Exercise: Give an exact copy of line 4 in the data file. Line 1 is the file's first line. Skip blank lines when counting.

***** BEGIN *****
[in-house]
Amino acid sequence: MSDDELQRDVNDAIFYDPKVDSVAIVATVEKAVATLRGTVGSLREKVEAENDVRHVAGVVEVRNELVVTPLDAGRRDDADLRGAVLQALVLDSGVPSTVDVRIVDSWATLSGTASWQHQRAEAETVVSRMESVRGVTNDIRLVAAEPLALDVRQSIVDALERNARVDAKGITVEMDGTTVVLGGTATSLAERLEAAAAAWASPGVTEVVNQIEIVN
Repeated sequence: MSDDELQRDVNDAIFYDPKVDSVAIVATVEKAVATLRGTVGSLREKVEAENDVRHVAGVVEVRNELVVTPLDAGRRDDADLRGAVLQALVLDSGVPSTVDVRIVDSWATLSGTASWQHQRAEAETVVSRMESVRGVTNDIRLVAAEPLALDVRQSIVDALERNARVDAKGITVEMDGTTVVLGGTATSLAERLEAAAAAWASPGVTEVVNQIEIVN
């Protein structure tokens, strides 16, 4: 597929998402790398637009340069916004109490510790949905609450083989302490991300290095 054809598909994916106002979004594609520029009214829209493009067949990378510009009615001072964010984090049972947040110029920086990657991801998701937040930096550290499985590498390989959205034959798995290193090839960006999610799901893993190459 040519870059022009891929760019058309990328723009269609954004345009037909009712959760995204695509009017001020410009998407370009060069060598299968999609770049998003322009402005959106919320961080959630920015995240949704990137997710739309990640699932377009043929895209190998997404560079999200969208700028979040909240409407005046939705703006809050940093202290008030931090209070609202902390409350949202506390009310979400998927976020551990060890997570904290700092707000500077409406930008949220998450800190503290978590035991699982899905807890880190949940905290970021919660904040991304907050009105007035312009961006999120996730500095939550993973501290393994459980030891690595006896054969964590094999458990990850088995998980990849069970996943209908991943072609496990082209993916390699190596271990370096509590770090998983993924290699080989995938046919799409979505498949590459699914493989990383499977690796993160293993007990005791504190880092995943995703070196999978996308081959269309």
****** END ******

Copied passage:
């Protein structure tokens, strides 16, 4: 597929998402790398637009340069916004109490510790949905609450083989302490991300290095 054809598909994916106002979004594609520029009214829209493009067949990378510009009615001072964010984090049972947040110029920086990657991801998701937040930096550290499985590498390989959205034959798995290193090839960006999610799901893993190459 040519870059022009891929760019058309990328723009269609954004345009037909009712959760995204695509009017001020410009998407370009060069060598299968999609770049998003322009402005959106919320961080959630920015995240949704990137997710739309990640699932377009043929895209190998997404560079999200969208700028979040909240409407005046939705703006809050940093202290008030931090209070609202902390409350949202506390009310979400998927976020551990060890997570904290700092707000500077409406930008949220998450800190503290978590035991699982899905807890880190949940905290970021919660904040991304907050009105007035312009961006999120996730500095939550993973501290393994459980030891690595006896054969964590094999458990990850088995998980990849069970996943209908991943072609496990082209993916390699190596271990370096509590770090998983993924290699080989995938046919799409979505498949590459699914493989990383499977690796993160293993007990005791504190880092995943995703070196999978996308081959269309």